Pool Volume = 65,947.5
Now, as a rule of thumb, we would want all of the pool water to be circulated within 6-8 hours, so lets use 6 hours as a baseline.
Divide the pool volume by the number of hours that you would want the pump to be running, so that would be 65,947.5 divided by 6.
This would give you 10,991 which means your pump should be able to turn around this much water in 6 hours. Since most pumps here in Australia are rated for Liters per minute, let’s divide that number by 60 to get how much water needs to be pumped per minute. So we have 10,991 divided by 60, which is 183.
To circulate all of the water in 6 hours, we would need to have a pump that’s rated at least 183 liters per minute. The closest pump we can get to hitting that mark is the Water TechniX Pump LEO 1.0hp. This pump can churn out 210 liters every minute. Remember, when choosing a pump, choose one that’s closest the required number of liters per minute, rounding up. This would give your pump enough extra power to compensate for dirt, filters, piping and other factors that will ultimately affect the flow rate of your pump.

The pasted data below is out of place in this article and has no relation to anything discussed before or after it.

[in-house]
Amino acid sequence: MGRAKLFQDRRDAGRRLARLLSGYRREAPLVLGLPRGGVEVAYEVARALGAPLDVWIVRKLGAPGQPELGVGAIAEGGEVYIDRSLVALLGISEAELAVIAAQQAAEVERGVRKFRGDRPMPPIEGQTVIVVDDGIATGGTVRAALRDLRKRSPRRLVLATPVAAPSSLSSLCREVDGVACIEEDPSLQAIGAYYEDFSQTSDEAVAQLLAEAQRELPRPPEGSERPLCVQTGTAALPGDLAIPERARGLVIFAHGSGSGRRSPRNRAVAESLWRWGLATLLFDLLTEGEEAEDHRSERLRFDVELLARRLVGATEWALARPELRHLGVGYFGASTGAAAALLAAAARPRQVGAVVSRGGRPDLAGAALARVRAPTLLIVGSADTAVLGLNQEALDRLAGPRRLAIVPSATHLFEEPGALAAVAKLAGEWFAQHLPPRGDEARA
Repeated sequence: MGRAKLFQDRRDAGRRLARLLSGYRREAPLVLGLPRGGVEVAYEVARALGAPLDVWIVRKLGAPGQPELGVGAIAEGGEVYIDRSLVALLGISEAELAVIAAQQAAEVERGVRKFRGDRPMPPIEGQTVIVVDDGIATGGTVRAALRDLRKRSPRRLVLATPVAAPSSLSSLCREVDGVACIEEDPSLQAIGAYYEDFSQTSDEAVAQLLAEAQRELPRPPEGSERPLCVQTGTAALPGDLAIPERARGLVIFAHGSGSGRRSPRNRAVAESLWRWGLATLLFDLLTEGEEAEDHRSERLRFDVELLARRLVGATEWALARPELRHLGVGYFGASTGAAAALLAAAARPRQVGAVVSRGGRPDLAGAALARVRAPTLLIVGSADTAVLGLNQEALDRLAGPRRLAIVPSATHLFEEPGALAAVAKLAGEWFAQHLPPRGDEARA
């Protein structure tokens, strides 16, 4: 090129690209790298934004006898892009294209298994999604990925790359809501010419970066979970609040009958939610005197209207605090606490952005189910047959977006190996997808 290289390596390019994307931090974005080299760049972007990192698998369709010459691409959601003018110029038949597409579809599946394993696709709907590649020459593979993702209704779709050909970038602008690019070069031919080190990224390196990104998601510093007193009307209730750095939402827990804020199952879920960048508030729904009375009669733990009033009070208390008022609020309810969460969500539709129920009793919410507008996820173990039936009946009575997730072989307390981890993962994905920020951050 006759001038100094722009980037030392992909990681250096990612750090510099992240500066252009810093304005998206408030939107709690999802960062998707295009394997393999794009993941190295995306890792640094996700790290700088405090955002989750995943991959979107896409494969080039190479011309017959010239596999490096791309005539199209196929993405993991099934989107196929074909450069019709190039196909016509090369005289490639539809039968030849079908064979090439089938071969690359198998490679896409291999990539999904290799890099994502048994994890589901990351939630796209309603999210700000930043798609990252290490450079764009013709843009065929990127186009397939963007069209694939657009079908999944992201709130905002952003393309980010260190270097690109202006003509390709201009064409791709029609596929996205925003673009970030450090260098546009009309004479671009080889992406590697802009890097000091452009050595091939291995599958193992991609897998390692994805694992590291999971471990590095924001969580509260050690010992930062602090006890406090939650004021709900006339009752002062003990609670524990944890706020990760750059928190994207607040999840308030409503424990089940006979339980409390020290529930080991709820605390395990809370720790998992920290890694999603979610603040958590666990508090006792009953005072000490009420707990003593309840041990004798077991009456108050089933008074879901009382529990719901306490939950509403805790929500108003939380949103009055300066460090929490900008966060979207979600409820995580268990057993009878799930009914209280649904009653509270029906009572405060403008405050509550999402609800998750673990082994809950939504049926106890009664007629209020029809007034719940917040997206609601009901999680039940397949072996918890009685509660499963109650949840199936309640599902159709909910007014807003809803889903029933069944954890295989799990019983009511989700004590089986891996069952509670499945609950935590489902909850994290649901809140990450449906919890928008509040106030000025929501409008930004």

Other Things to Consider
Aside from the volume of your pool water, there will be other concerns to worry about like heavy usage, environmental factors like leaves that may contaminate your pool, and other small things that may contribute to your pool water needing to get circulated more often. This is why we always recommend the Water TechniX Pump VorteX ECO Variable speed pool pumps. ECO pumps allow you to let the pump speed to energy saver to keep your pool clean during minimal use, and set it to full/regular mode in times when your pool water needs more circulation. A win-win situation. Not only will you get your pool water circulated at all times, but you’re saving money on electricity costs as well.
It’s always best to get the right sized pump for your pool for optimal water circulation and to be able to adapt to changing variables. I hope that I’ve provided you with enough of the basics to let you choose the right pool pump for your pool.
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Happy swimming :)